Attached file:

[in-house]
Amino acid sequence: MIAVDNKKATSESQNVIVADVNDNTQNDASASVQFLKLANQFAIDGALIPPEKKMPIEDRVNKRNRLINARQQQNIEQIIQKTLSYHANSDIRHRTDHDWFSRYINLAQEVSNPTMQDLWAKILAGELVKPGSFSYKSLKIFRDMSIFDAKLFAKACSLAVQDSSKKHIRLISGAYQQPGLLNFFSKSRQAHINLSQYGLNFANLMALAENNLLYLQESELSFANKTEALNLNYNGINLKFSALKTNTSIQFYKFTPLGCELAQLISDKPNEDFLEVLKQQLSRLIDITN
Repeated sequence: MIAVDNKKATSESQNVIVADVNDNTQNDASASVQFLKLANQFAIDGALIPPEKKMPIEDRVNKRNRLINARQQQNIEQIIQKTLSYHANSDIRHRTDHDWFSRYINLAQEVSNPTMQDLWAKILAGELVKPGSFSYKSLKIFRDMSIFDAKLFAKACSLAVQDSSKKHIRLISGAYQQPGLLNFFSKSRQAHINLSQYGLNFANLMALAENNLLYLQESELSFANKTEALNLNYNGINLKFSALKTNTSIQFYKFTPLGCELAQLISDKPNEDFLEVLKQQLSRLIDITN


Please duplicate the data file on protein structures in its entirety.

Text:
[in-house]
Amino acid sequence: MIAVDNKKATSESQNVIVADVNDNTQNDASASVQFLKLANQFAIDGALIPPEKKMPIEDRVNKRNRLINARQQQNIEQIIQKTLSYHANSDIRHRTDHDWFSRYINLAQEVSNPTMQDLWAKILAGELVKPGSFSYKSLKIFRDMSIFDAKLFAKACSLAVQDSSKKHIRLISGAYQQPGLLNFFSKSRQAHINLSQYGLNFANLMALAENNLLYLQESELSFANKTEALNLNYNGINLKFSALKTNTSIQFYKFTPLGCELAQLISDKPNEDFLEVLKQQLSRLIDITN
Repeated sequence: MIAVDNKKATSESQNVIVADVNDNTQNDASASVQFLKLANQFAIDGALIPPEKKMPIEDRVNKRNRLINARQQQNIEQIIQKTLSYHANSDIRHRTDHDWFSRYINLAQEVSNPTMQDLWAKILAGELVKPGSFSYKSLKIFRDMSIFDAKLFAKACSLAVQDSSKKHIRLISGAYQQPGLLNFFSKSRQAHINLSQYGLNFANLMALAENNLLYLQESELSFANKTEALNLNYNGINLKFSALKTNTSIQFYKFTPLGCELAQLISDKPNEDFLEVLKQQLSRLIDITN